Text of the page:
Sunday, November 30, 2008

The Monday Quiz LIII

Great Composers

Only 15 days until Beethoven's Birthday!

1. This German composer:

…was the subject of this 1986 hit movie:

2. This Russian composer:

…wrote this famous ballet:

3. This German composer:

…is the reason we think of opera as looking like this:

4. This American composer:

…wrote this famous ballet:

5. This man:

is the most famous composer to have come from this country:

Submit your answers in the comments.

Saturday, November 29, 2008

The Thanksgiving Weekend Trifecta

Part I: Request For Bids

Description of Work:

I: A Masthead for this blog, The Life & Times of michael5000, created to the following specifications:
1) The Masthead must clearly show the blog's name.
2) The Masthead may, if desired, incorporate the mediaeval illustration "The Chariot of Venus," which can be found at:
3) The Masthead may, if desired, incorporate one or more interobangs.
4) The Masthead should be approximately 900 pixels wide. It may be of any height. It should be in a standard .jpg format.
5) The Masthead should convey such L&TM5K blog values as whimsy, an appreciation of art and/or history, cheerfulness, eclecticism, and dorkyness.
II: A Favicon coordinated to the Masthead, exactly 16 x 16 pixels in size.

III (optional): A "Christmas Masthead" identical to the above Masthead, but ringed with Christmas lights and/or otherwise modified with whimsical holiday decor.


A Bid for this project shall consist of two parts.

I) Content. In this section of the bid, the bidder should either
1) indicate a general plan or "vision" of their intended masthead, or:
2) mock up a rough draft or, what the heck, a final draft of the masthead, or:
3) make a vague promise to work on the masthead at some point in the future.
II) Compensation/Budget. In this section, the bidder should indicate how he or she expects to be compensated for his or her efforts. Bids may include, but are not limited to, any of the following forms of compensation:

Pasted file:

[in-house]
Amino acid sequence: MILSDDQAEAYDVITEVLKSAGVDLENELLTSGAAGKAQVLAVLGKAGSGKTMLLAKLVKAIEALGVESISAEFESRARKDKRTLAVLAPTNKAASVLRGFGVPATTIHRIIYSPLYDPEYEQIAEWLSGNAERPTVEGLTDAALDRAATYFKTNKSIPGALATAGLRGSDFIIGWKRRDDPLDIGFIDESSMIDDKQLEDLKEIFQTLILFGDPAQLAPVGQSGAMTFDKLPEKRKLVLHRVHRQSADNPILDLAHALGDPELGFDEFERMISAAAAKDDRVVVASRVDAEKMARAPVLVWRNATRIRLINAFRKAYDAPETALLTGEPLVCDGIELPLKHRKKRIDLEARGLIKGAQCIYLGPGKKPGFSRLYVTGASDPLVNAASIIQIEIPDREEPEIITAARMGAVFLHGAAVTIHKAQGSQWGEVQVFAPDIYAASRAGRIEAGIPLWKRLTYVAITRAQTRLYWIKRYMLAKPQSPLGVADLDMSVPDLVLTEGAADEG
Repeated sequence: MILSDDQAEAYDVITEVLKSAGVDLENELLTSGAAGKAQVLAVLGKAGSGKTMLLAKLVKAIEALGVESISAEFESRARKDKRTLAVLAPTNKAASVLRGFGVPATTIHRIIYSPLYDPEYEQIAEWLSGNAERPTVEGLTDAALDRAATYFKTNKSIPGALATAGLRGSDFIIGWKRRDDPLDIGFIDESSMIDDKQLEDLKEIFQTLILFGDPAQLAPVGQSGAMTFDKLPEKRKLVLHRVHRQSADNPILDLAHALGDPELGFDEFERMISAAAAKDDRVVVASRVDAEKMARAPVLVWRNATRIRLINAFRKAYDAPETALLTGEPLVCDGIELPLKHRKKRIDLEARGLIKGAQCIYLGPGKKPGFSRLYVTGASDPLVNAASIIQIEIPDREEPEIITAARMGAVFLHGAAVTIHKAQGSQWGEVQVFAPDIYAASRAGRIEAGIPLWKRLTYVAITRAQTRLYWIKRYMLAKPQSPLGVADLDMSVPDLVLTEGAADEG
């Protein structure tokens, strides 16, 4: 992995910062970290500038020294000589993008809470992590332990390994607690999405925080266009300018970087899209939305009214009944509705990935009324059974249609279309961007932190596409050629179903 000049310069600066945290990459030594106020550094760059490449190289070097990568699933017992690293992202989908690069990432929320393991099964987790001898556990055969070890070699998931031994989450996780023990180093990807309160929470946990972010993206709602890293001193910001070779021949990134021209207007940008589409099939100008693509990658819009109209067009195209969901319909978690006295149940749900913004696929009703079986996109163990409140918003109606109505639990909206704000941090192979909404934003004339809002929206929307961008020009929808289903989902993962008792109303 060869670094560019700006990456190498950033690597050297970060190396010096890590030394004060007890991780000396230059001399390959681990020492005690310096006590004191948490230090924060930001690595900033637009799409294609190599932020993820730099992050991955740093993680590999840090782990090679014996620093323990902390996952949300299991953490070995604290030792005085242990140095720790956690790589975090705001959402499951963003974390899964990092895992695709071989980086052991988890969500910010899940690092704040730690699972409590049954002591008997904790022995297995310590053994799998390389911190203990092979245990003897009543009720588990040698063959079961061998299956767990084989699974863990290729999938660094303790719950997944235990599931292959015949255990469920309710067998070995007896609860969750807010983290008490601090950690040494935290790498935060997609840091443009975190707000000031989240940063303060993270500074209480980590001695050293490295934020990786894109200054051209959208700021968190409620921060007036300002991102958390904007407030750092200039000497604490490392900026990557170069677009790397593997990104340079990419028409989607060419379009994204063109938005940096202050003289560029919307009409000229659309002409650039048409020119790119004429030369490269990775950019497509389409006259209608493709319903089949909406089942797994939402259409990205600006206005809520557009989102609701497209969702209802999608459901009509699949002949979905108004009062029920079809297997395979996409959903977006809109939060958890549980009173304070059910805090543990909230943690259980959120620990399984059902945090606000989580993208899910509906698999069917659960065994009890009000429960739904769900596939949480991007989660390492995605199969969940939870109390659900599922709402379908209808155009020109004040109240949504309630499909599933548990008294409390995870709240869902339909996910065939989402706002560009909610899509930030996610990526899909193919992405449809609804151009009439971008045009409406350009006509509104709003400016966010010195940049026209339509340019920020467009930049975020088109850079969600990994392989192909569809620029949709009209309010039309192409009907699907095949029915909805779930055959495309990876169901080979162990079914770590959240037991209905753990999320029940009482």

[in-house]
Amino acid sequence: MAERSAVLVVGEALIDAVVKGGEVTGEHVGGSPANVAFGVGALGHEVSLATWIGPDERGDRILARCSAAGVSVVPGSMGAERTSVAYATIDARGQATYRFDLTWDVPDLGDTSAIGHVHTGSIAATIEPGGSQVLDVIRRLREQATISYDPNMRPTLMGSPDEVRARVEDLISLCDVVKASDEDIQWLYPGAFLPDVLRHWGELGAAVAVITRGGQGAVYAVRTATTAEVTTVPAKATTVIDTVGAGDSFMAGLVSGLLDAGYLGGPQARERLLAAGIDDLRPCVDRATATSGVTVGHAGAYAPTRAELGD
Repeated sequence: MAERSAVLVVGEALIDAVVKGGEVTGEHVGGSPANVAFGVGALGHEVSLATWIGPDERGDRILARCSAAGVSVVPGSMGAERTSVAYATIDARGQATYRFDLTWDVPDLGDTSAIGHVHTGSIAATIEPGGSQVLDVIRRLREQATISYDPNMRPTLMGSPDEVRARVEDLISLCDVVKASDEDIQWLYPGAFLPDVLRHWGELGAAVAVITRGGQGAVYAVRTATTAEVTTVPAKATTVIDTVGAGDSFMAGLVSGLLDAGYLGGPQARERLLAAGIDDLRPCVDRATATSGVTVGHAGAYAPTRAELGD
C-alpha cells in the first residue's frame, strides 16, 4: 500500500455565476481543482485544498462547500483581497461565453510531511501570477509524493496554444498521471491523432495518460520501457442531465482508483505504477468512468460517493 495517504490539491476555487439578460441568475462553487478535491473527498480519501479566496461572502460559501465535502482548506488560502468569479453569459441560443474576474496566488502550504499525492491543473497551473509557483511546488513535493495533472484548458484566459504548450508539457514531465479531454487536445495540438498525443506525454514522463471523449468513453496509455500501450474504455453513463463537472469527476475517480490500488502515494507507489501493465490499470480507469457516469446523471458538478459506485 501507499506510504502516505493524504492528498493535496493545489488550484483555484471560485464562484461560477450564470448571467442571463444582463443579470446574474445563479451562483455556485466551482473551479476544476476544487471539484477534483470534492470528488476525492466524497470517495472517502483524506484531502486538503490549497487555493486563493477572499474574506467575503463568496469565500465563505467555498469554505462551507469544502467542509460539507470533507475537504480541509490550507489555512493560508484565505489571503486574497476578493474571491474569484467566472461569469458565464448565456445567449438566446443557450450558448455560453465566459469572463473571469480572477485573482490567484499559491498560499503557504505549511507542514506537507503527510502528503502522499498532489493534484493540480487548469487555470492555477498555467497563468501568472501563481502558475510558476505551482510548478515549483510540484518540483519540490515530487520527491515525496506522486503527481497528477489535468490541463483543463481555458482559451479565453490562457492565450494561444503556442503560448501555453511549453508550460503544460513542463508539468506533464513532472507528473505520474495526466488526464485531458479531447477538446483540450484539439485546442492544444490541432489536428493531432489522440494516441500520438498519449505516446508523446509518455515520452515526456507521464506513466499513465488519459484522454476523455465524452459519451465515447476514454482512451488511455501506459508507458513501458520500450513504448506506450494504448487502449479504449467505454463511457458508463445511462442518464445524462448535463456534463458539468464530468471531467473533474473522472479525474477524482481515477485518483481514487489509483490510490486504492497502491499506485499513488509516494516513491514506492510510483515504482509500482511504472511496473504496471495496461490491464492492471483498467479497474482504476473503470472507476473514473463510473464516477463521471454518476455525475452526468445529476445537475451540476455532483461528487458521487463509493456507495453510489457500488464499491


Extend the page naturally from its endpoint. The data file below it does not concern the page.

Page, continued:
1) lavish thanks
2) extremely flattering posts profiling the bidder
3) cookies
4) lap blankets made from 100% recycled materials
5) honorary titles
6) indulgences
7) assurances of future comments on the bidder's blog
8) labor
9) extremely modest amounts of money
Bids may be sent to M5KDecathlon[at] All submitted materials become the property of me, michael5000. Bring it, suckas.


Part II: Supplemental Reader-Request Quiz

By actual reader request, more or less, it's another non-canonical L&TM5K Quiz!
Countries of Africa: Identify 'em!










Part III: Michael Still Reads the Bible

Over at MRtB, I've closed up shop for the annual Winter Sabbatical after finishing up the books of Chronicles. I'll start it back up again sometime in January, with Ezra.

In two and a half years, I've finished 14 of the Bible's 66 books. That puts me only a woeful 21.2% of the way in. In chapters, though, I've finished 403 of 1189, which is a little more than a third of the way through (33.9%). My favorite measure is verses; having completed a whopping 12017 verses, I'm 38.6% of the way through the 31102-verse Bible. At this year's pace, I will wrap up in Summer 2011.

Those of you who have always wanted to go on a Bible-reading lag -- and who among us hasn't? -- I hardly need say that the next two months would be a perfect time for you to jump in and catch up with me. It shouldn't be too hard if you don't make my mistake and try to write down your thoughts about what you're reading. Just make it to Chronicles, and then from there we can read the read together, nice and slow! K? K.
Happy Thanksgiving Weekend.

Thursday, November 27, 2008

The Thursday Quiz LXII

The Thursday Quiz!

This season, the Thursday Quiz is a sequence game. Arrange the ten items in the proper sequence!

Happy Thanksgiving! This week's Thursday Quiz will be live through at least mid-day Saturday!

Remember always the Fundamental Rules of the Thursday Quiz:
1. The Thursday Quiz is a POP quiz. No research, Googling, Wikiing, or use of reference books. Violators will lose their internet privileges. All of them. Permanently.
2. As long as you made it this far, you might as well play. It's not all about winning, you know. It's about using your knowledge and reason and making an educated guess. C'mon! It'll be fun!

Here are ten well-known movies from the second half of the 20th Century. Put them in chronological order.